To the Editor:
As a recent Education Week article pointed out, student depression is on the rise (“Schools Grapple With Student Depression as Data Show Problem Worsening,” March 14, 2019). While research shows there is an increase in mental illness among teens, I am not aware of any “intentional and strategic” plan to help students in my school district.
The federal, state, and local policymakers may be too late in exploring ways of preventing an epidemic. According to an analysis co-authored by psychologist Jean Twenge that the article references, in 2017, approximately 13.2 percent of teens 12-17 reported symptoms of a major depressive episode within the last year. Despite calls for intensive support for students diagnosed with mental illness, there is still no urgency in federal response to support schools.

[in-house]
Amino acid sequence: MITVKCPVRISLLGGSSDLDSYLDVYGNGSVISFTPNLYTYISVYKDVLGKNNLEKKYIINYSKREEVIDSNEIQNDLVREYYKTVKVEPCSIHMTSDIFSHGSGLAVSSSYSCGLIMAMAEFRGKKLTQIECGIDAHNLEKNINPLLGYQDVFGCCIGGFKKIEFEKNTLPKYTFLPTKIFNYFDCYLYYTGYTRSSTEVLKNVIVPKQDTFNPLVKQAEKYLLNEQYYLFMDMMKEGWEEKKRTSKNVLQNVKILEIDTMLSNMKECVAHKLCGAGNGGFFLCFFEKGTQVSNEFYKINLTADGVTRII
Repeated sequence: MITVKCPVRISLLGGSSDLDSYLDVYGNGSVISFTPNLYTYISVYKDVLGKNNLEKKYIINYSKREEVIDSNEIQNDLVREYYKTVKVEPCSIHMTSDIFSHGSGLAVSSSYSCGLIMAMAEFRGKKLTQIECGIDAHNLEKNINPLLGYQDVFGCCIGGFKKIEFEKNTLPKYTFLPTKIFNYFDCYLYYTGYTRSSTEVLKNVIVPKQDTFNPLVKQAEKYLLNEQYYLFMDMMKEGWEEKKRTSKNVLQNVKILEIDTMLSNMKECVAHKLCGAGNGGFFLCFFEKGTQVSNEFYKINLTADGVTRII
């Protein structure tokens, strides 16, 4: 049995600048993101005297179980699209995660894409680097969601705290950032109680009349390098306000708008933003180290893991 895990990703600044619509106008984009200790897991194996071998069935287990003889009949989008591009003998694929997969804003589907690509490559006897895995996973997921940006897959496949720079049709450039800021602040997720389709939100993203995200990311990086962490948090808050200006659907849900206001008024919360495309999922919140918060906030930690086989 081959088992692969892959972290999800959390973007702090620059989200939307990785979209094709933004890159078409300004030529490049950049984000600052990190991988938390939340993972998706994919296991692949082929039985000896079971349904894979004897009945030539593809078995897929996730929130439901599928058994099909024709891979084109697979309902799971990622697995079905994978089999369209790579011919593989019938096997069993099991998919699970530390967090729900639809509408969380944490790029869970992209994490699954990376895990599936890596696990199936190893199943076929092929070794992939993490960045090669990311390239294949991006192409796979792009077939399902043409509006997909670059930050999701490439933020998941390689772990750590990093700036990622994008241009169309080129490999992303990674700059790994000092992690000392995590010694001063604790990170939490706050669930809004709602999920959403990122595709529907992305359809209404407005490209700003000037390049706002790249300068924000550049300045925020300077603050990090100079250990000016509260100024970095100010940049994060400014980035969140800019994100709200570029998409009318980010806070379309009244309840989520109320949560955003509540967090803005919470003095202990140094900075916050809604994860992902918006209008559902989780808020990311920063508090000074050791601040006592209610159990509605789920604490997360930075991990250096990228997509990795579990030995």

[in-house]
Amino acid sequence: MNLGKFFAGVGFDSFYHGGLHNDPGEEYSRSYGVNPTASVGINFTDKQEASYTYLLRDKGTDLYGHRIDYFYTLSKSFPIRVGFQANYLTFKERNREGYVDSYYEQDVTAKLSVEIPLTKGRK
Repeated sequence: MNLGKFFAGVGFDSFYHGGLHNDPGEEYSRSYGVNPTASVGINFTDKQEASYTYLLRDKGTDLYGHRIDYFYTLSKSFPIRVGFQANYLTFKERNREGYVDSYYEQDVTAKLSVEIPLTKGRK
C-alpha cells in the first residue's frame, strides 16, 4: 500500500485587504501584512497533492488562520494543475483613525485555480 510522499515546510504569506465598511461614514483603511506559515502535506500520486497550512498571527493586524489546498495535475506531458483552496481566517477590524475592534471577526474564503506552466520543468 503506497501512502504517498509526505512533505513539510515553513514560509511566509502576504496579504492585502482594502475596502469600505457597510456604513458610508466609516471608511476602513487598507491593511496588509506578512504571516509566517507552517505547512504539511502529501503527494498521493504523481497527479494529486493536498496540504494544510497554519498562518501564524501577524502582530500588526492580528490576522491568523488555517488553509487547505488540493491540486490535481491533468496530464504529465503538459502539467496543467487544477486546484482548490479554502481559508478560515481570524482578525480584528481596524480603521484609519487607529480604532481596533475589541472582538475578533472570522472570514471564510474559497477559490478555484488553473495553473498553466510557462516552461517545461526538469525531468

Data show that the national average student-to-counselor ratio is one counselor to 482 students, which limits the effective support needed to address students and their needs. Rather than highlighting the issue after a tragedy, there should be greater emphasis on implementing mental-health programs tailored with additional support staff or counselors. In addition, policymakers should collectively collaborate with districts and school leaders to address the growing concerns of mental health and student wellness.
It may be difficult for districts to adopt an immediate plan to help students, but small changes will eventually lead to big shifts.
A version of this article appeared in the April 10, 2019 edition of Education Week as Feds Show No Urgency for Mental-Health Resources